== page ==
Oh definitely, I’m a big Domonic Brown fan, I just don’t think the Phillies will trade him. They need to add some cheap pieces around that expensive core, and Brown figures to step right in for the departed Raul Ibanez. He does have big left-handed pop though, and when those bonus Brown-for-Dellin Betances rumors popped up on Twitter before the trade deadline, I prematurely started drooling about Brown and Montero hitting three-four for the next decade.

Matt asks*: Why not play hardball with Yu Darvish? Why not use their best asset (money) while using the posting system to their advantage, i.e. bid $40-50 million for his rights then offer a 5-year $30 million dollar deal. The Yankees could just make it a take it or leave it offer, and if he rejects he heads back to Japan and the Yankees get their posting fee back. They could then do the same thing next year. 

* I had to do some major chopping to get this question down to a reasonable length, but this gets the point across.

As far as I know, there’s nothing actually stopping the Yankees (or any team, really) from doing this, though MLB and NPB can award the player’s negotiating rights to the second highest bidder if they feel the winning team did not act in good faith. This isn’t a video game however, there are reputations and business relationships at stake here. Darvish is represented by Arn Tellem, one of baseball’s most powerful agents. He represents guys like former Yankees Hideki Matsui and Jason Giambi (so we know the two sides have a good working relationship already), as well as plenty of other clients, including some of the best players in the game. If the Yankees stonewall Tellem with Darvish, it doesn’t exactly set a good tone for their relationship going forward. I think their overall reputation within the game would take a hit as well.

Remember, negotiations aren’t a “Team vs. Player” situation. It should be two sides working together to make a deal happen, and there’s give and take on both sides. Play hardball with Darvish and coax him into signing an unfair deal, then you’re stuck with an unhappy player.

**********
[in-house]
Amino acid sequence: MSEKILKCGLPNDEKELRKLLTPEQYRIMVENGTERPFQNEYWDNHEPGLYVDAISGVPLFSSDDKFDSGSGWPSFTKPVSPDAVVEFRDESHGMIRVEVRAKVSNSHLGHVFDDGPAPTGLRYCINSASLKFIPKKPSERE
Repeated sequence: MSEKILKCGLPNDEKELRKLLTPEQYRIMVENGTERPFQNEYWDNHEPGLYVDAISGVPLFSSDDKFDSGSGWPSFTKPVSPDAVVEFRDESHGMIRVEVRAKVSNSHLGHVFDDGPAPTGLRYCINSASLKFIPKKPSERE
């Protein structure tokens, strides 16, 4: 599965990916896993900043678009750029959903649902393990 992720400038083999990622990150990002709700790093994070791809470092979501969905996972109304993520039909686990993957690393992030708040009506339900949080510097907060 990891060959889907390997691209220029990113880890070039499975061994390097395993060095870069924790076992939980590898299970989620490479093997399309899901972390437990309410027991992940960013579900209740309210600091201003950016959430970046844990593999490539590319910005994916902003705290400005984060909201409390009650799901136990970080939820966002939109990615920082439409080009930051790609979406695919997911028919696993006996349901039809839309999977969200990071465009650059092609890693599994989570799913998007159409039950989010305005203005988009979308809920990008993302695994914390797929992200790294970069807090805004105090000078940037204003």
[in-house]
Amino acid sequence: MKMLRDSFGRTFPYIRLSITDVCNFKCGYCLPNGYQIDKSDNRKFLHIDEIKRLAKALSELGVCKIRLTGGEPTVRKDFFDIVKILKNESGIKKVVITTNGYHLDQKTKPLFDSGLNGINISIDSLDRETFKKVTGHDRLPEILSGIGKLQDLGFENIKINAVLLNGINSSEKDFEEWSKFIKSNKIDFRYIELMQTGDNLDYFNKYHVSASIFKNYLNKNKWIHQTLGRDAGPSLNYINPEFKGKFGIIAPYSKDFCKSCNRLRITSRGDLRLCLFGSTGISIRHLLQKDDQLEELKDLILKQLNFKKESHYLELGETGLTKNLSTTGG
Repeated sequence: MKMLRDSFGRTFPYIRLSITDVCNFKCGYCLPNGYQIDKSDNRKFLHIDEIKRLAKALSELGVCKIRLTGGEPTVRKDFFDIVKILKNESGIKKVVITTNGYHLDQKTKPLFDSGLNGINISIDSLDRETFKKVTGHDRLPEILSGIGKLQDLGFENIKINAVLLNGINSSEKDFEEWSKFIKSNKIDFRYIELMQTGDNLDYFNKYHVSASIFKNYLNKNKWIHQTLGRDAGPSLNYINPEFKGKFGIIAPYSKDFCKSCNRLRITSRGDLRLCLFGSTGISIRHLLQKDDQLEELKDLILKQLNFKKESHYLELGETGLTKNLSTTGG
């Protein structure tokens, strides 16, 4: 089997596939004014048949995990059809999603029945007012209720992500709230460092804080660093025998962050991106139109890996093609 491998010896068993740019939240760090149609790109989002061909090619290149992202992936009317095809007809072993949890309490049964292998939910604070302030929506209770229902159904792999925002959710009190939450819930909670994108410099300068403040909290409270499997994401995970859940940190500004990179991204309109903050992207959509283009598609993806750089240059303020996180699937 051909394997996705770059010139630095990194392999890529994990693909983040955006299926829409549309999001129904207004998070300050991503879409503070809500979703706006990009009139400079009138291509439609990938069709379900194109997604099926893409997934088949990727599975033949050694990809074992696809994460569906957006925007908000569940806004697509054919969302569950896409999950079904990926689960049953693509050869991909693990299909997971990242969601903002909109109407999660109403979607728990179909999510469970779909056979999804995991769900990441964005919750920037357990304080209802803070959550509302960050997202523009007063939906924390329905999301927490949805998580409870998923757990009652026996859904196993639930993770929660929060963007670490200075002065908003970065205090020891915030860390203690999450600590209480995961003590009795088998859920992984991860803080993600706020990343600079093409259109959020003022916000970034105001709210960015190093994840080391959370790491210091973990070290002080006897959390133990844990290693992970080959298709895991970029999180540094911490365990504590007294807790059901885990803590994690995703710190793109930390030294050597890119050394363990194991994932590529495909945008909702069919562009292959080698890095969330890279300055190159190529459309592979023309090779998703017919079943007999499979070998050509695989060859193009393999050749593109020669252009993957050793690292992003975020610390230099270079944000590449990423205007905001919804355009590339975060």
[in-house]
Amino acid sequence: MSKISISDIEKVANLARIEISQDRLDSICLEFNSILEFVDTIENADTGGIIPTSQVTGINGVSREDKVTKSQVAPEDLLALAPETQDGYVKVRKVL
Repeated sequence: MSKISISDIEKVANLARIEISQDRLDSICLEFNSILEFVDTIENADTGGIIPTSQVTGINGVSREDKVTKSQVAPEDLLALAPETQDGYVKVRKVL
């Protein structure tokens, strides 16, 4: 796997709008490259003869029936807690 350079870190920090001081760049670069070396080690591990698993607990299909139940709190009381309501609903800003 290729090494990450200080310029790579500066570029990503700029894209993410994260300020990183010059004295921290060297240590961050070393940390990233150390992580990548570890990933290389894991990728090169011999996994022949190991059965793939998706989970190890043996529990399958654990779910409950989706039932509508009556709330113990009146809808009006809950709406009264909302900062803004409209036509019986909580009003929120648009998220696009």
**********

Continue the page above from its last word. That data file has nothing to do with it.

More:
Dan asks: With the possibility that the Yankees bring back Freddy Garcia and the number of potential back of the rotation pitchers they have in AAA, how likely is it that the Yankees pass on making any major moves this offseason? They could plan to go into this season with a rotation of CC, Ivan Nova, Phil Hughes, A.J. Burnett, and Garcia and try to get a pitcher like Cole Hamels next offseason to replace Garcia and then maybe Josh Johnson the following year when A.J. comes off the books?

Honestly, I wouldn’t be surprised if the Yankees didn’t do anything more to shore up the rotation beyond bringing Sweaty Freddy back. That would be a mistake in my opinion, because you can’t count on Garcia repeating what he did last year, nor can you count on Phil Hughes rebounding or A.J. Burnett not sucking. Nova’s not a given to do anything either. I like the depth in Triple-A, but I’d rather not see those guys on April 10th or something. This pitching staff wasn’t a problem in 2011, but that doesn’t mean it won’t be in 2012.

Next winter’s crop of free agent pitching is crazy deep, and it’ll continue to be even if a few of those guys sign extensions between now and then. Can’t get Hamels? Then there’s John Danks. Can’t get Matt Cain? There’s Zack Greinke. Or Shaun Marcum. Or Francisco Liriano. The list goes on and on. The Yankees do want to win in 2011 obviously, but Brian Cashman showed tremendous restraint last offseason after losing out on Cliff Lee. I suspect he’ll do the same if nothing to his liking comes along this winter.